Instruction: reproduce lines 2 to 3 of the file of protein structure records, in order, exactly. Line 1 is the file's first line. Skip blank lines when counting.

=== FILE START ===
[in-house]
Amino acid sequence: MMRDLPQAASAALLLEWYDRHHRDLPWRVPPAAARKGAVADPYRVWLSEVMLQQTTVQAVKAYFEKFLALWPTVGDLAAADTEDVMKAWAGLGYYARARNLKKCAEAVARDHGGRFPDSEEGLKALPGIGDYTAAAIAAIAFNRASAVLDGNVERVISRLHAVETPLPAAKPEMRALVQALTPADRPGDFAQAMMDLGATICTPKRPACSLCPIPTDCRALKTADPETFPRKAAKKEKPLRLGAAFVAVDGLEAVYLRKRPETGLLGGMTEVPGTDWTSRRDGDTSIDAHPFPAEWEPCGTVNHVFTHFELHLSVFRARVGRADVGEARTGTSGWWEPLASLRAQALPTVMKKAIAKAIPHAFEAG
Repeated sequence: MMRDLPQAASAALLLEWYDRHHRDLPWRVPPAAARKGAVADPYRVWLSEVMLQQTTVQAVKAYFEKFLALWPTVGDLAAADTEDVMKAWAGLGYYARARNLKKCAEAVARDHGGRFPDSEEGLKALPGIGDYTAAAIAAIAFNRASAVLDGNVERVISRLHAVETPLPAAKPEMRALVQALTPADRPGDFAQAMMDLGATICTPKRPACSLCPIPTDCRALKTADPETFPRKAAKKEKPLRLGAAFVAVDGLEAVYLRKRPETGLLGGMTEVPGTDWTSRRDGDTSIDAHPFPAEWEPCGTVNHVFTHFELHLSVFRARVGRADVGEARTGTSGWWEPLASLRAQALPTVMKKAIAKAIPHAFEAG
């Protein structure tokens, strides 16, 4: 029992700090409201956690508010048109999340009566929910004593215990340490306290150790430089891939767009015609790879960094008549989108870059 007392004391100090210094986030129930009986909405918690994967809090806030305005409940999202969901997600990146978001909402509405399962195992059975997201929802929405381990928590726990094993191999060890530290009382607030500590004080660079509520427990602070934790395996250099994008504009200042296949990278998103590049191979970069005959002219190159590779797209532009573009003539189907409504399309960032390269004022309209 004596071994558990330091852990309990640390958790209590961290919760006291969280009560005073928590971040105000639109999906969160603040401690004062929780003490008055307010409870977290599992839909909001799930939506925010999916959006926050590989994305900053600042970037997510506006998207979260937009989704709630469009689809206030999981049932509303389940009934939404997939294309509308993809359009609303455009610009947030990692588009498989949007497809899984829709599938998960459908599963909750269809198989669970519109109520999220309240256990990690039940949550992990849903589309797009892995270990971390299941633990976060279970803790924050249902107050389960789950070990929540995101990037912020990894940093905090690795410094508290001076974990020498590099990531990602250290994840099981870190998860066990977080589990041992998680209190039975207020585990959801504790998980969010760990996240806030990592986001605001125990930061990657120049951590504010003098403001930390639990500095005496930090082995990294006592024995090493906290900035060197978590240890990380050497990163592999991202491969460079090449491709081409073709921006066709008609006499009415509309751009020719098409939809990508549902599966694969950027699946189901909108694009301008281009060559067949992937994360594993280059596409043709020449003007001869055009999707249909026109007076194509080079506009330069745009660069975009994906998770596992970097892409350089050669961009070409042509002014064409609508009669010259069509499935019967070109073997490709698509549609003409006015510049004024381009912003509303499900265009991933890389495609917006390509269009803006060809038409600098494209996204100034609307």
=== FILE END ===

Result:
Amino acid sequence: MMRDLPQAASAALLLEWYDRHHRDLPWRVPPAAARKGAVADPYRVWLSEVMLQQTTVQAVKAYFEKFLALWPTVGDLAAADTEDVMKAWAGLGYYARARNLKKCAEAVARDHGGRFPDSEEGLKALPGIGDYTAAAIAAIAFNRASAVLDGNVERVISRLHAVETPLPAAKPEMRALVQALTPADRPGDFAQAMMDLGATICTPKRPACSLCPIPTDCRALKTADPETFPRKAAKKEKPLRLGAAFVAVDGLEAVYLRKRPETGLLGGMTEVPGTDWTSRRDGDTSIDAHPFPAEWEPCGTVNHVFTHFELHLSVFRARVGRADVGEARTGTSGWWEPLASLRAQALPTVMKKAIAKAIPHAFEAG
Repeated sequence: MMRDLPQAASAALLLEWYDRHHRDLPWRVPPAAARKGAVADPYRVWLSEVMLQQTTVQAVKAYFEKFLALWPTVGDLAAADTEDVMKAWAGLGYYARARNLKKCAEAVARDHGGRFPDSEEGLKALPGIGDYTAAAIAAIAFNRASAVLDGNVERVISRLHAVETPLPAAKPEMRALVQALTPADRPGDFAQAMMDLGATICTPKRPACSLCPIPTDCRALKTADPETFPRKAAKKEKPLRLGAAFVAVDGLEAVYLRKRPETGLLGGMTEVPGTDWTSRRDGDTSIDAHPFPAEWEPCGTVNHVFTHFELHLSVFRARVGRADVGEARTGTSGWWEPLASLRAQALPTVMKKAIAKAIPHAFEAG